Special Issue "The Emergence of Drug-Resistant Staphylococcus aureus Infection and Recent Advances in Treatment Options"
Deadline for manuscript submissions: 1 June 2024 | Viewed by 3090
Interests: bacterial toxins; host-pathogen interactions; bacterial pathogens; Staphylococcus aureus
Special Issues, Collections and Topics in MDPI journals
Staphylococcus aureus is a facultative pathogen that can cause a wide range of diseases, from mild infections of the skin and soft tissues to life-threatening conditions such as pneumonia, septicemia, and endocarditis. In addition, it is highly successful in acquiring drug resistance. Penicillin was the first antibiotic discovered and was widely used until 80% of S. aureus acquired penicillin resistance. The first semisynthetic penicillinase-resistant penicillin, called 'methicillin', was introduced in 1959 to address this problem. However, within two years, in 1961, methicillin-resistant S. aureus (MRSA) was reported. Soon, Penicillin-resistant S. aureus was replaced by hospital-acquired MRSA strains. Some clones of MRSA led to an MRSA epidemic that rapidly spread throughout Europe. Along with the introduction of new antibiotics, new waves of MRSA strains appeared. In early 2000, a new version of the MRSA strain, known as community MRSA (CMRSA), emerged. Vancomycin was introduced as a last-resort drug to cope with these new MRSA waves. However, vancomycin-intermediate-resistant (VISA) and vancomycin-resistant S. aureus (VRSA) emerged soon. This bug has successfully overcome every new antibiotic introduced so far. Moreover, all vaccines and therapeutic efforts against this bug have failed clinical trials. Hopefully, the continuous efforts using novel approaches will result in more effective classes of anti-MRSA drugs. This Special issue aims to track the emergence and mechanism of new antibiotic resistance in S. aureus along with the recent advancements and progress in drug development.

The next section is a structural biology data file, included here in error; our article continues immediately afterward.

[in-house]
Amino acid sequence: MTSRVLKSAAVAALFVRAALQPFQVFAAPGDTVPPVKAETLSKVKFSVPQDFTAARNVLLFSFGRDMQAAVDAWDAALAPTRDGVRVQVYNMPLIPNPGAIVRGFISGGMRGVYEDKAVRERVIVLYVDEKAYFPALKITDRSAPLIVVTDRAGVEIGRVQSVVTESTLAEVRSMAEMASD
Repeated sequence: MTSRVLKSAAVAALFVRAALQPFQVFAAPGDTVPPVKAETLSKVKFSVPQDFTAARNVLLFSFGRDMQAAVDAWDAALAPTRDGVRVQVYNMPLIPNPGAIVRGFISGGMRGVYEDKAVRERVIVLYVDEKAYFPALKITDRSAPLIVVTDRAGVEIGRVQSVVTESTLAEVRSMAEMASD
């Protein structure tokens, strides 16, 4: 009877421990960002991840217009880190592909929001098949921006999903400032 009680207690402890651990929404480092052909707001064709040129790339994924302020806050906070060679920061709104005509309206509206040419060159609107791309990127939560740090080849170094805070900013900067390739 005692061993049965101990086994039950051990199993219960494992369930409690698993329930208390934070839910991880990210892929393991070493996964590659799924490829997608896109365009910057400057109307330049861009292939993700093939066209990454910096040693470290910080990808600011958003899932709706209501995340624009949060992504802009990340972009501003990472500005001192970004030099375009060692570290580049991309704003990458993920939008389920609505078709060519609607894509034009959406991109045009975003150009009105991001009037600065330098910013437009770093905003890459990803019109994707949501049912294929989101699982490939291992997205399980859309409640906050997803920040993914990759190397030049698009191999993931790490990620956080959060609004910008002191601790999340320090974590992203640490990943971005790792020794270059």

Dr. Rajan P. Adhikari
Manuscript Submission Information
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- S. aureus
- Methicillin Resistant S. aureus (MRSA)
- Vancomycin Resistant S. aureus (VRSA)
- antimicrobial resistance (AMR)
- multiple drug resistance (MDR)
- skin and soft tissue infection
- anti-Staphylococcal vaccine, and therapy